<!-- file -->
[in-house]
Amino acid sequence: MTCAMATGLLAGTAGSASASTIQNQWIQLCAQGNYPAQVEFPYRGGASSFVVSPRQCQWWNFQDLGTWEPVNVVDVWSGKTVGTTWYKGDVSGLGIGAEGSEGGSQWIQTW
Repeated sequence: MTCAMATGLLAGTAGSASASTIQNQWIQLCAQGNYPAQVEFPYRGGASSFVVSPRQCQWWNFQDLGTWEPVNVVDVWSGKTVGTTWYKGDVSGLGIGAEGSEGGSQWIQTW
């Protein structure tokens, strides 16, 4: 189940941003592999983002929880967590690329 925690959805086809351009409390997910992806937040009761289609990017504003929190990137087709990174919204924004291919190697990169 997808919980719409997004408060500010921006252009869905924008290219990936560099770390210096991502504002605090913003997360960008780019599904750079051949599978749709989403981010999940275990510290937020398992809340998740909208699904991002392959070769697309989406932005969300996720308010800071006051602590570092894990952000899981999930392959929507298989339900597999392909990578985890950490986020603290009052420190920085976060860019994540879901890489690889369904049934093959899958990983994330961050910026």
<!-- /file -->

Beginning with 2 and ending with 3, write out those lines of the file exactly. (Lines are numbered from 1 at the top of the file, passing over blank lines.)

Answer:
Amino acid sequence: MTCAMATGLLAGTAGSASASTIQNQWIQLCAQGNYPAQVEFPYRGGASSFVVSPRQCQWWNFQDLGTWEPVNVVDVWSGKTVGTTWYKGDVSGLGIGAEGSEGGSQWIQTW
Repeated sequence: MTCAMATGLLAGTAGSASASTIQNQWIQLCAQGNYPAQVEFPYRGGASSFVVSPRQCQWWNFQDLGTWEPVNVVDVWSGKTVGTTWYKGDVSGLGIGAEGSEGGSQWIQTW